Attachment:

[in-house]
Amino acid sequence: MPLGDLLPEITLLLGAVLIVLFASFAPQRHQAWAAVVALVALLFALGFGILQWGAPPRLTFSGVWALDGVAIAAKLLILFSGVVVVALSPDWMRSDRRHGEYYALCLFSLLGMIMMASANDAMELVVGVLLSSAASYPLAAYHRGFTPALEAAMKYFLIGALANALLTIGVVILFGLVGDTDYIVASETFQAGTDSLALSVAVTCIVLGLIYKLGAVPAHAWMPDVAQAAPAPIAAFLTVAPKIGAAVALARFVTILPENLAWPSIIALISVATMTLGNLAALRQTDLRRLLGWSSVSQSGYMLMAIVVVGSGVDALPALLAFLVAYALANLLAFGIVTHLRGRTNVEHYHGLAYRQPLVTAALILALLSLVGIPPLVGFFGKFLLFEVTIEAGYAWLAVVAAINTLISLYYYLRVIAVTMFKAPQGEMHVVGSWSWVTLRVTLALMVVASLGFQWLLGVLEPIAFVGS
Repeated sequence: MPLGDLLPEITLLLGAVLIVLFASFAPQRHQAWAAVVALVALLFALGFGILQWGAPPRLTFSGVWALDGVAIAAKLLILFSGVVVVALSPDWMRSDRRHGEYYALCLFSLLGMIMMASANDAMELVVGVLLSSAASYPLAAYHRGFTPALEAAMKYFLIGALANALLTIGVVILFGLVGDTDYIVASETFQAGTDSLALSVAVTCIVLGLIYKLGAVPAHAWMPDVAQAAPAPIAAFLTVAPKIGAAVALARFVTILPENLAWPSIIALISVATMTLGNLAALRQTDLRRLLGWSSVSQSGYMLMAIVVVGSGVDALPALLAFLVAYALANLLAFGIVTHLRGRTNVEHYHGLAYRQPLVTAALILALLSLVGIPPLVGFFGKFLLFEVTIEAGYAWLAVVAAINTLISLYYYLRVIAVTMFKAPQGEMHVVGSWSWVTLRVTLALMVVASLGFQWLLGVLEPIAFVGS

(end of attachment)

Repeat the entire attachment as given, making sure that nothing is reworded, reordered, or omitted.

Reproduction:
[in-house]
Amino acid sequence: MPLGDLLPEITLLLGAVLIVLFASFAPQRHQAWAAVVALVALLFALGFGILQWGAPPRLTFSGVWALDGVAIAAKLLILFSGVVVVALSPDWMRSDRRHGEYYALCLFSLLGMIMMASANDAMELVVGVLLSSAASYPLAAYHRGFTPALEAAMKYFLIGALANALLTIGVVILFGLVGDTDYIVASETFQAGTDSLALSVAVTCIVLGLIYKLGAVPAHAWMPDVAQAAPAPIAAFLTVAPKIGAAVALARFVTILPENLAWPSIIALISVATMTLGNLAALRQTDLRRLLGWSSVSQSGYMLMAIVVVGSGVDALPALLAFLVAYALANLLAFGIVTHLRGRTNVEHYHGLAYRQPLVTAALILALLSLVGIPPLVGFFGKFLLFEVTIEAGYAWLAVVAAINTLISLYYYLRVIAVTMFKAPQGEMHVVGSWSWVTLRVTLALMVVASLGFQWLLGVLEPIAFVGS
Repeated sequence: MPLGDLLPEITLLLGAVLIVLFASFAPQRHQAWAAVVALVALLFALGFGILQWGAPPRLTFSGVWALDGVAIAAKLLILFSGVVVVALSPDWMRSDRRHGEYYALCLFSLLGMIMMASANDAMELVVGVLLSSAASYPLAAYHRGFTPALEAAMKYFLIGALANALLTIGVVILFGLVGDTDYIVASETFQAGTDSLALSVAVTCIVLGLIYKLGAVPAHAWMPDVAQAAPAPIAAFLTVAPKIGAAVALARFVTILPENLAWPSIIALISVATMTLGNLAALRQTDLRRLLGWSSVSQSGYMLMAIVVVGSGVDALPALLAFLVAYALANLLAFGIVTHLRGRTNVEHYHGLAYRQPLVTAALILALLSLVGIPPLVGFFGKFLLFEVTIEAGYAWLAVVAAINTLISLYYYLRVIAVTMFKAPQGEMHVVGSWSWVTLRVTLALMVVASLGFQWLLGVLEPIAFVGS